Levels of violence rose in Iraq over the past week, particularly in Mosul and the central provinces. There was a rise in bomb attacks, a steady number of shootings and at least two injuries caused by indirect fire (rockets and mortars). At least one person was kidnapped in the north of the country. The head of a local journalist association was shot and injured in Diyala province, while the police managed to stop suicide bombings in both Baghdad and Mosul.
Mosul saw more violence than Baghdad last week, while the divided and hotly contested city of Kirkuk has also seen an increase in violence over recent days. Inter-communal tensions appear to be rising and many are concerned for prospects for stability once the US military leaves. Further north there have been several cross-border Turkish military operations in the Qandil Mountains over recent days but no civilian casualties or property damage have been reported. Such operations tend to go into decline at this time of year as winter weather conditions start to set in, making it difficult to fight.
There was one attempted suicide bombing in Baghdad last week, but the police managed to stop the would-be terrorists before they had the chance to detonate their significant amount of explosives. Otherwise the capital has been relatively quiet. Elsewhere in the central provinces there have been at least three separate attacks on US military interests over the past week, and anxieties are growing countrywide over the prospects for stability once American troops have left. Militancy is likely to gradually rise following their departure, but it remains to be seen whether or not anticipated ebb and flow of violence will trigger any major escalation in militancy and civil unrest. Security gains of the last few years will undoubtedly remain fragile for much time to come.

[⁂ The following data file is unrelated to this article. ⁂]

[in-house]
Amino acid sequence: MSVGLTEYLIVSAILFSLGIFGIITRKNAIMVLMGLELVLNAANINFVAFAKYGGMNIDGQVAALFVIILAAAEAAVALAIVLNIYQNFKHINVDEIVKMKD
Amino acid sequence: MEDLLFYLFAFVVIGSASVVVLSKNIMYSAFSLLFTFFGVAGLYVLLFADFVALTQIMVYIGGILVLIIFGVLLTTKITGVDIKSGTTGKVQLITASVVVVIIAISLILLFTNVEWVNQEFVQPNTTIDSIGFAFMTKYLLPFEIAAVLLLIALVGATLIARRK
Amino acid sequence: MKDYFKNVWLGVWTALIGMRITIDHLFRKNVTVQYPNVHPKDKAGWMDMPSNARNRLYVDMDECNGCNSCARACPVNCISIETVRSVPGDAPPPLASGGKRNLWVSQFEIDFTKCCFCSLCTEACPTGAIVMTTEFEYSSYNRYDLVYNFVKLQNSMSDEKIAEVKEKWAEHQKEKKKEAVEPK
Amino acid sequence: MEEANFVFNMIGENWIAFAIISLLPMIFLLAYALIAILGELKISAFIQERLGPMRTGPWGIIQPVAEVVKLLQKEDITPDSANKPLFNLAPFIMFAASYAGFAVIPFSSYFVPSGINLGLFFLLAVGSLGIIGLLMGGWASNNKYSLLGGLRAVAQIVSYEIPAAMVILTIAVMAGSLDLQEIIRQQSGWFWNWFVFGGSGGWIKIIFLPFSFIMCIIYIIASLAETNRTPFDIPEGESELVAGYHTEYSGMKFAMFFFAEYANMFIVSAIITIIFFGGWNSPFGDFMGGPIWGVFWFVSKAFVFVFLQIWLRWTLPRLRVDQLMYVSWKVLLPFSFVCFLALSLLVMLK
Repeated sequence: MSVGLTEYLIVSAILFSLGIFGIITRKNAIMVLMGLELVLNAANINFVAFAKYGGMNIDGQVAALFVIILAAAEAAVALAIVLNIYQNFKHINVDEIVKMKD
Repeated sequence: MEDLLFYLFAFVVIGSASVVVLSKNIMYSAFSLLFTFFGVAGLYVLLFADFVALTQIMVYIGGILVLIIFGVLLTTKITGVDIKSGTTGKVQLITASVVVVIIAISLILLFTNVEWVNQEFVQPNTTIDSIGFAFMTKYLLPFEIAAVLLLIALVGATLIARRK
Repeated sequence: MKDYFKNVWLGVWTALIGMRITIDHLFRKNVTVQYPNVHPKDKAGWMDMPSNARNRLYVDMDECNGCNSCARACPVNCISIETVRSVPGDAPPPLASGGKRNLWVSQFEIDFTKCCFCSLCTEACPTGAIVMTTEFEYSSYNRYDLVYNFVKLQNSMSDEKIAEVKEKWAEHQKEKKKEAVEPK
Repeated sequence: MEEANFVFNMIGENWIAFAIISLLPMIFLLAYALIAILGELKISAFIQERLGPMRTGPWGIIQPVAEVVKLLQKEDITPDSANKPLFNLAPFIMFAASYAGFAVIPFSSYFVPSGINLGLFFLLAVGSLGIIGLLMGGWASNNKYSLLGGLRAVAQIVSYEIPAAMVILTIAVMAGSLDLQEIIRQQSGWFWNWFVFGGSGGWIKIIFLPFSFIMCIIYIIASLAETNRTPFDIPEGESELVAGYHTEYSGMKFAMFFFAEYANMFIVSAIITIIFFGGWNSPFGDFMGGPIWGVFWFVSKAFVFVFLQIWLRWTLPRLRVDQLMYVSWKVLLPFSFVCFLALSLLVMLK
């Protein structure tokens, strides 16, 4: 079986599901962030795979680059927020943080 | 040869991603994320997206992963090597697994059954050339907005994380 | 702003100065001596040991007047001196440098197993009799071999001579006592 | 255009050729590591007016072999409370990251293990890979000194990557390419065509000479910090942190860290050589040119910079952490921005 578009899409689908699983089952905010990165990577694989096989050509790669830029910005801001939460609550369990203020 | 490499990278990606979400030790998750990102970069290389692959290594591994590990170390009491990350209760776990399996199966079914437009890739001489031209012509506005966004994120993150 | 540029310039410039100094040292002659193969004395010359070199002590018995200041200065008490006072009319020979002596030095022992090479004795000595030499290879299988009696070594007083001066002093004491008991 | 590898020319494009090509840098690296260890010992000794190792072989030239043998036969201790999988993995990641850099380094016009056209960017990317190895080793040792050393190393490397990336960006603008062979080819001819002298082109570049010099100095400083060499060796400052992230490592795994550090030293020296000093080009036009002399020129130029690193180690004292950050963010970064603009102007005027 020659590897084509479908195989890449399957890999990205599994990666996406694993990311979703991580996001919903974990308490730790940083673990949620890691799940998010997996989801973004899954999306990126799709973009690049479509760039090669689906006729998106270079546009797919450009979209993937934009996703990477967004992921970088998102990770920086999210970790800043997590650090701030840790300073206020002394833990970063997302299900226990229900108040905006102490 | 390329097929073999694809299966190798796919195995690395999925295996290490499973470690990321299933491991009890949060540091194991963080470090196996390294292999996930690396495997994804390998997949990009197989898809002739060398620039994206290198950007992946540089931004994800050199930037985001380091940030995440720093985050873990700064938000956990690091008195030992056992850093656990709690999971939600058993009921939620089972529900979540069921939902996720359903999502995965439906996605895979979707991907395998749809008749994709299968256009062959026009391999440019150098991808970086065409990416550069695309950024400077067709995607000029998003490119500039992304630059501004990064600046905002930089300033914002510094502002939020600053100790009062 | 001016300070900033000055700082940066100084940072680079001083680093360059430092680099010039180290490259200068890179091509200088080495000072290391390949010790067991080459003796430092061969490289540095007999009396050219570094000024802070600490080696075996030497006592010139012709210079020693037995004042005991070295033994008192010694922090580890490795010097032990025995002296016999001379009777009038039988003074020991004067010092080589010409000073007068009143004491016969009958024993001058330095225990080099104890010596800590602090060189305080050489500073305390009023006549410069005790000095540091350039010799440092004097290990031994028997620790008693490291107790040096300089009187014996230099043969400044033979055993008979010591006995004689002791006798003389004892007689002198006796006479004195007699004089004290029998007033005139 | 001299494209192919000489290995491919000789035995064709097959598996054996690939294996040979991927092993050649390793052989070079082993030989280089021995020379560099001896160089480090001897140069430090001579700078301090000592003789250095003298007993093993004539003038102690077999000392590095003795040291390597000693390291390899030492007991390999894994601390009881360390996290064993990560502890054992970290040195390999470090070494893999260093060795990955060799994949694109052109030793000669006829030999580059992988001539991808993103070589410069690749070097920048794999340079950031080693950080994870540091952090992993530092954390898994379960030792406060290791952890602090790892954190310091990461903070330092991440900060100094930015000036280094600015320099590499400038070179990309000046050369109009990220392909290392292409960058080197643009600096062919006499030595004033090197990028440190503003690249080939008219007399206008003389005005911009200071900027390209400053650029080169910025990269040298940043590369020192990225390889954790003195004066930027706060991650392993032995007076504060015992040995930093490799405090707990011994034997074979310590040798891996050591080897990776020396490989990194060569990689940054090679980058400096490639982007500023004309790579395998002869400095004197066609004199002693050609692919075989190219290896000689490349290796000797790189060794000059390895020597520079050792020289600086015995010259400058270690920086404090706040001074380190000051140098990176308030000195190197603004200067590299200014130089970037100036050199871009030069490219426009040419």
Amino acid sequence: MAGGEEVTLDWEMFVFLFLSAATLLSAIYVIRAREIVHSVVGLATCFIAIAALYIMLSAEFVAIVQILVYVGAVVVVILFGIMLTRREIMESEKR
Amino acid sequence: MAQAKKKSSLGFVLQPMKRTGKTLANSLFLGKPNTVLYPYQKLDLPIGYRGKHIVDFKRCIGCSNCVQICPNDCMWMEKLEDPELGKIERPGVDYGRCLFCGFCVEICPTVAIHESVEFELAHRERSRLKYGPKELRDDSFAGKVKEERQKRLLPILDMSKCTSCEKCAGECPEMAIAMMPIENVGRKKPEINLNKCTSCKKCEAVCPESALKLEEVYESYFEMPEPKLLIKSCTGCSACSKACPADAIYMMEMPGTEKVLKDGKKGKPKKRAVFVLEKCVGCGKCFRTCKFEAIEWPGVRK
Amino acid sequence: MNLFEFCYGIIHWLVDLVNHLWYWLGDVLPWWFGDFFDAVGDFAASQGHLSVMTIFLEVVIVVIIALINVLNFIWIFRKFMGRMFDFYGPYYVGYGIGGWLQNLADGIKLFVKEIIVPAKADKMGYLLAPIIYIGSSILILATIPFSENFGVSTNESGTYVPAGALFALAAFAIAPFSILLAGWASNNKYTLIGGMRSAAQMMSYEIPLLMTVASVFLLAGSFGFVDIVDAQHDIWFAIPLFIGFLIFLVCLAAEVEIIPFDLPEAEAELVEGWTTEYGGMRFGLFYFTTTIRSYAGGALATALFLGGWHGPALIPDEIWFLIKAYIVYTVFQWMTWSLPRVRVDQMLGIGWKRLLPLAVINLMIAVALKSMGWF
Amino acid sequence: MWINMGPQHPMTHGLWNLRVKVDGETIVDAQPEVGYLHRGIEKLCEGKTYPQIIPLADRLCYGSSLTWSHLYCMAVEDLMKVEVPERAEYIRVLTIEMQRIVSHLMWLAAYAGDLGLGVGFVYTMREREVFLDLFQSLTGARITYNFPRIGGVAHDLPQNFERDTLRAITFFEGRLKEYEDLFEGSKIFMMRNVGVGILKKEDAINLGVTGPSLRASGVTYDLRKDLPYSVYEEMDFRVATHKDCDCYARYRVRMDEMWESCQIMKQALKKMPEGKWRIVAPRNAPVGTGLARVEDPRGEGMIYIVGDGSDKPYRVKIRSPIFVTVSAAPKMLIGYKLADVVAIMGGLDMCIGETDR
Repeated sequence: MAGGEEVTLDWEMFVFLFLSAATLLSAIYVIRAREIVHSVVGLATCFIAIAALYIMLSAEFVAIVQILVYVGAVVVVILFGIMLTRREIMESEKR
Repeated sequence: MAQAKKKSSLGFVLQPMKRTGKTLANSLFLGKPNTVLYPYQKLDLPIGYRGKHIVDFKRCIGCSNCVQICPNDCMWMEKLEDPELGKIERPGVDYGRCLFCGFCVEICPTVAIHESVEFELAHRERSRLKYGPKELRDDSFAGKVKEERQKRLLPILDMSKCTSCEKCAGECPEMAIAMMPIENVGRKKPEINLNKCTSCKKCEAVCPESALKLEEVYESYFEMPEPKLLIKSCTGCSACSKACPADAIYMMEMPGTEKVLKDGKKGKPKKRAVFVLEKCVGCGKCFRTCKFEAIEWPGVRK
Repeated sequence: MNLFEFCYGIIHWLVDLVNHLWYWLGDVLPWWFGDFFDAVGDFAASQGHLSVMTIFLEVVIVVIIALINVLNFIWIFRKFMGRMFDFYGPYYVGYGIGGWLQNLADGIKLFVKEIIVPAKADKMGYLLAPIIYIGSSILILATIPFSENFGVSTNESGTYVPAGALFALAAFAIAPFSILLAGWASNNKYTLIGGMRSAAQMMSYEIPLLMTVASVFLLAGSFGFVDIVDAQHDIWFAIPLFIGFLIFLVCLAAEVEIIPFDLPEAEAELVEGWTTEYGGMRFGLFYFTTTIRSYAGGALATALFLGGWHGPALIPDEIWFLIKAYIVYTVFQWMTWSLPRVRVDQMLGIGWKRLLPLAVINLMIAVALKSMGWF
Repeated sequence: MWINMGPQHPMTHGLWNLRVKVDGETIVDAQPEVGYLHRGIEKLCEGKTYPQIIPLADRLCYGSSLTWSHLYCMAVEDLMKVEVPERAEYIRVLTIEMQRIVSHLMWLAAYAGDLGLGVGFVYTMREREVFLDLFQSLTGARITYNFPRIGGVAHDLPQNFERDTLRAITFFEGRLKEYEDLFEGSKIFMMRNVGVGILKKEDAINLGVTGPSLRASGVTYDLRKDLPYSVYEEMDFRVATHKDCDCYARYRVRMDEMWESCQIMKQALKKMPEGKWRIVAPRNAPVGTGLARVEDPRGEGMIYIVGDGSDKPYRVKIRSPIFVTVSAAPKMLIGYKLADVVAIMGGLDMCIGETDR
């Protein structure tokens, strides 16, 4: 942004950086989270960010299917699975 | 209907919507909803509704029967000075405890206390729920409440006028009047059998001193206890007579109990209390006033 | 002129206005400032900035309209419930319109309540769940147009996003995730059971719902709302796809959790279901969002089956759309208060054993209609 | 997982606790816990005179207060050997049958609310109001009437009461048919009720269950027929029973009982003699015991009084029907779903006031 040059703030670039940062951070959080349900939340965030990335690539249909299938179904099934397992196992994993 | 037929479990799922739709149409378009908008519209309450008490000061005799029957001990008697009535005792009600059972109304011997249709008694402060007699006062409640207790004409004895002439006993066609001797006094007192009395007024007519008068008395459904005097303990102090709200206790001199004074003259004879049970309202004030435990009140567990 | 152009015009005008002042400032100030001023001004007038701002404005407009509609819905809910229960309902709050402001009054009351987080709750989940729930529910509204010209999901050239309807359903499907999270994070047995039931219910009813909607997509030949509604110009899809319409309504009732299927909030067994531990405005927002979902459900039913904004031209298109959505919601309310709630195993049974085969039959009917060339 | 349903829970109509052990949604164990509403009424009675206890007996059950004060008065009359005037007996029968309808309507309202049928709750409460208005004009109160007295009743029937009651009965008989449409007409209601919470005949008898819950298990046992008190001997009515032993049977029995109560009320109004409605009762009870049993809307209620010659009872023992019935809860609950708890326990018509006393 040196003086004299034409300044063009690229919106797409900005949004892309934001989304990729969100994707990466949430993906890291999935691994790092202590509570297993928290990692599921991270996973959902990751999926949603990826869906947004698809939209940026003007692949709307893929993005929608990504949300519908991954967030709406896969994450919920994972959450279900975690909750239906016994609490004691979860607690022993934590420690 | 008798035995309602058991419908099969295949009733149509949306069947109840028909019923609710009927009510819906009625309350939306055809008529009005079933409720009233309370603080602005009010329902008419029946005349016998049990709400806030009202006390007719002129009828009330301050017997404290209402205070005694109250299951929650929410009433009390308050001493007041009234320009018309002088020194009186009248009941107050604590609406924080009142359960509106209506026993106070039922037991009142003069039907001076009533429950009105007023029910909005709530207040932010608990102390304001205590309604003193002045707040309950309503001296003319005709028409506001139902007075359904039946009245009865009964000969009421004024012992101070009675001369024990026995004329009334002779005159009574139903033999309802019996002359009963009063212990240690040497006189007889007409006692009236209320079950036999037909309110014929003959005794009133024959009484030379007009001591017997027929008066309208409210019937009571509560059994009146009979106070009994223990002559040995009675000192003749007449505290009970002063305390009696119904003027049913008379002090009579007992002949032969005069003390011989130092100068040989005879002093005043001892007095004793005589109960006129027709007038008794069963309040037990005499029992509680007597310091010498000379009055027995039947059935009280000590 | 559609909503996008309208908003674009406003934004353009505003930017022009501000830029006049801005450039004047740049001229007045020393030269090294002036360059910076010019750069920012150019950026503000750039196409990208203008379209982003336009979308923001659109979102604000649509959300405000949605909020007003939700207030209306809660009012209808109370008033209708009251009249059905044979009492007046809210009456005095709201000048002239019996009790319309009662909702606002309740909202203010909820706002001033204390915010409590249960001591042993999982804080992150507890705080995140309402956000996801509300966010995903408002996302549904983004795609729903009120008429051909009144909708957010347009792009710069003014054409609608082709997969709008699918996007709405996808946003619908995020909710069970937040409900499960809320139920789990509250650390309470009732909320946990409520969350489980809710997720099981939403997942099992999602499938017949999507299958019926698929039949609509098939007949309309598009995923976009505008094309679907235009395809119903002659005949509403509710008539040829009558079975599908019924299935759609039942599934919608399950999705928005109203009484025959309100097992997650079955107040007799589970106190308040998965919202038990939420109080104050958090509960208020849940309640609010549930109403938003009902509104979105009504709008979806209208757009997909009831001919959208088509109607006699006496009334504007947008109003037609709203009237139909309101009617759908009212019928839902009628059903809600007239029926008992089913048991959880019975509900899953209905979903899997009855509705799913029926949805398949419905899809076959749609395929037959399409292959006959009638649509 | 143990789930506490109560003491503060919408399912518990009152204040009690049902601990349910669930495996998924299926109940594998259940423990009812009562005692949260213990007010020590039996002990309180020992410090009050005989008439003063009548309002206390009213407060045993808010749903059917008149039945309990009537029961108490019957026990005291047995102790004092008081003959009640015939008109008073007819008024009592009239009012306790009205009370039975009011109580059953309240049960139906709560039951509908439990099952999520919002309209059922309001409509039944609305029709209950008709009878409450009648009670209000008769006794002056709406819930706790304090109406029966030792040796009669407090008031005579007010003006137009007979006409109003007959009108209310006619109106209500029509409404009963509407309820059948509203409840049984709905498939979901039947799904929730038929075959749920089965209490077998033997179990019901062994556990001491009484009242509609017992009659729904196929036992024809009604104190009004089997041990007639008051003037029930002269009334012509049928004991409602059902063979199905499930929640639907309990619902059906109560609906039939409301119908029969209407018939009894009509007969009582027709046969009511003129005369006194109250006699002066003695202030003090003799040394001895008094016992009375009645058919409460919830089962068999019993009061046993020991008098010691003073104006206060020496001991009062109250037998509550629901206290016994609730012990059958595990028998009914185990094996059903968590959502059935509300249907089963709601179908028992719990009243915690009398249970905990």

There were no major incidents of violence recorded in the south of Iraq last week. Conditions remain far quieter than the central and northern provinces, although this should not be taken as grounds for any complacency. Security is likely to be heightened in Basrah over the coming days as the city hosts an international oil and gas conference. This will significantly reduce the risk of violence over the period although organisations should still ensure that employees are properly trained, insured and protected prior to a journey to the area. For any security and logistical assistance for the conference readers are advised to contact the AKE Iraq office at [email protected].
John Drake is a senior risk consultant with AKE, a British private security firm working in Iraq since 2003. You can access AKE’s intelligence website Global Intake here, and you can obtain a free trial of AKE’s Iraq intelligence reports here.